Quinoa and Kale

by Bethany Lalonde

Baking the leaves of kale makes nutritious, low-fat chips.

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Chock full of nutrients and health benefits, quinoa and kale contain a host of essential nutrients that are vital for optimal health. Quinoa and kale can be combined together to make a single dish, or eaten separately. Regardless, their health benefits remain the same. You can find both kale and quinoa in most grocery stores, as well as health food stores. Kale is in the produce aisle, and quinoa in either the bulk foods section, in the natural foods aisle or with other grains such as rice.

The Nutrition of Quinoa

Originally from South America, quinoa is a nutrient-packed grain that is easy to cook. It is also the only complete protein that is also plant-based, making it a unique source of low-fat, non-animal protein. A 1-cup serving of cooked quinoa contains 222 calories per serving, 4 grams of fat, no cholesterol and 8 grams of protein. A 1-cup serving also provides you with a number of B vitamins, including 19 percent of your daily requirement for folate, 11 percent of vitamin B6 and 12 percent of riboflavin. The same-sized serving contains 118 milligrams of magnesium, almost 3 milligrams of iron, and 318 milligrams of potassium.

The Nutrition of Kale

With its dark green leaves and paler green central stem, kale is a tough-leafed vegetable that you can eat cooked or raw. A 1-cup serving of raw kale has only 33 calories and contains no fat or cholesterol, and it has 2 grams of protein. Rich in a number of vitamins, one cup of kale has 206 percent of your daily vitamin A requirement; 134 percent of your vitamin C requirement; and 684 percent of your daily vitamin K requirement. It also has smaller amounts of the B vitamins, as well as some calcium, iron, magnesium and potassium -- all in quantities that equal less than 10 percent of your daily requirement.

Quinoa and Kale Dietary Fiber

Both quinoa and kale are rich in dietary fiber. A 1-cup serving of kale contains 5 percent of your daily fiber requirements, and a same-sized serving of quinoa contains 21 percent of your daily requirement. In addition to adding bulk to food, dietary fiber has a number of health benefits. It helps slow down the passage of food through your intestinal tract, allowing more time for the nutrients to be absorbed. It also helps add bulk to food, preventing you from overeating and it helps with preventing constipation. The American diet often lacks enough dietary fiber, so including quinoa, kale -- or both -- in your regular diet will help you increase your fiber intake.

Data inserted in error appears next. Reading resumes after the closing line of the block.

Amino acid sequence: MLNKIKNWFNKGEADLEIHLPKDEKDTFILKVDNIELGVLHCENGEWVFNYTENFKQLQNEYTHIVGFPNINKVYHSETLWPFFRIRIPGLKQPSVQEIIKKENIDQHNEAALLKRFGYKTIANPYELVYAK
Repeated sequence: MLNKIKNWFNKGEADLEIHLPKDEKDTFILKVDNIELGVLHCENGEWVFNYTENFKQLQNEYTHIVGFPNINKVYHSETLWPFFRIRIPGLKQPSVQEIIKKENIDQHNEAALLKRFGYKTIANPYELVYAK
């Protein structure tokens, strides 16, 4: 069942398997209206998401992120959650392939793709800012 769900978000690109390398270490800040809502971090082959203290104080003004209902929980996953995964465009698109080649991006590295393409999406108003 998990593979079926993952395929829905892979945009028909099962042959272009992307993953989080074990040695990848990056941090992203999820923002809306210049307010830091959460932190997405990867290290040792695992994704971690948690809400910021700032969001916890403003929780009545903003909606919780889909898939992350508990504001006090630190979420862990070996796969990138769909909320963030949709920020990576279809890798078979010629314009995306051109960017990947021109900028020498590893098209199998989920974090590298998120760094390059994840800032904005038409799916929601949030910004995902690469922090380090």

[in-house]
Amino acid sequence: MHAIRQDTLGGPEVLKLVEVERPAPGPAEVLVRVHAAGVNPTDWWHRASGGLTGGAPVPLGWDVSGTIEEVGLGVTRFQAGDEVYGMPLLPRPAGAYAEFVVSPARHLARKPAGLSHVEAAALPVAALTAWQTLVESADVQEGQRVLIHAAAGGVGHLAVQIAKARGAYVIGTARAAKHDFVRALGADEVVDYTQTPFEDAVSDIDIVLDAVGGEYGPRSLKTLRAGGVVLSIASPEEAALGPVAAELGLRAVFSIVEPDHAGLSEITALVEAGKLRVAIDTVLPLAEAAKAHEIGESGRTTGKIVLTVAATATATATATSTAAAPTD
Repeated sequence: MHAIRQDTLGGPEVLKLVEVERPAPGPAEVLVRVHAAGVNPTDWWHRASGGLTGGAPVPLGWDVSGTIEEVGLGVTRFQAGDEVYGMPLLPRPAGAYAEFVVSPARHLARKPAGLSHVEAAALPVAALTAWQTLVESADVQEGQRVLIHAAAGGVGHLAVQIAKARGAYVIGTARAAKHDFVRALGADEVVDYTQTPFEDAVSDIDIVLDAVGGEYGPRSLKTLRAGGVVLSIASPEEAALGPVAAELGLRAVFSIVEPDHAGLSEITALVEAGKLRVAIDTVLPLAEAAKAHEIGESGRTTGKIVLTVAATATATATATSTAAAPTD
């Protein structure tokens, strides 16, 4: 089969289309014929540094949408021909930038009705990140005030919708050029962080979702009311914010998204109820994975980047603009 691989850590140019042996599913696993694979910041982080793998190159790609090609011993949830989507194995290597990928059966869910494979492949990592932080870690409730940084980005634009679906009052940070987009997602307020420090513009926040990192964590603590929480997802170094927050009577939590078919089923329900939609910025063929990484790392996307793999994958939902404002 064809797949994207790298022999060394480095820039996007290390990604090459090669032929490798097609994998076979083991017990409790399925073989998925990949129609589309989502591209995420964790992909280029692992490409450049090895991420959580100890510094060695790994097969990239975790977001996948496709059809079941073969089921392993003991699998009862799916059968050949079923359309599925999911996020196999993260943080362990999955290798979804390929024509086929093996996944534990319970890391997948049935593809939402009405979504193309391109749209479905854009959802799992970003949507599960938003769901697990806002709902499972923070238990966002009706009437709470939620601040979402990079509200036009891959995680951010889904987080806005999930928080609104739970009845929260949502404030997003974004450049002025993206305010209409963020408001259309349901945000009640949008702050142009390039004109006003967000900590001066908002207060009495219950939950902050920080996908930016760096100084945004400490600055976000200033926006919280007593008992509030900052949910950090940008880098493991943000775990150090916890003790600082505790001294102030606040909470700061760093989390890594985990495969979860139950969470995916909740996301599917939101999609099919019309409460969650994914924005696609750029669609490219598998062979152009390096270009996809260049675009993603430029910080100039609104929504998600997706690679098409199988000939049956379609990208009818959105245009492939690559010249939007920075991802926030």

How to Make Quinoa and Kale

Although you can eat kale raw or lightly cooked, you must cook quinoa thoroughly for your body to digest it. With both foods, cook using a low-fat technique and minimal amounts of added fat or salt to keep your quinoa and kale healthy and nutritious. If you need oil to cook your kale or to dress your cooked quinoa, choose a healthier fat option such as olive oil, rather than butter or animal-based fats, which are high in saturated fat. When cooking your quinoa or kale, add dried spices to the cooking process to increase taste without extra sodium. Dried basil, thyme, garlic powder or oregano will stand up well against the strong tastes of both quinoa and kale.

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About the Author

Bethany Lalonde has been a professional writer since 1997. She has published for CBS Health Watch, WebMD, the "Ann Arbor Daily News" and "Entertainment Weekly." She holds two masters degrees from the University of Michigan, in dietetics and nutrition as well as journalism.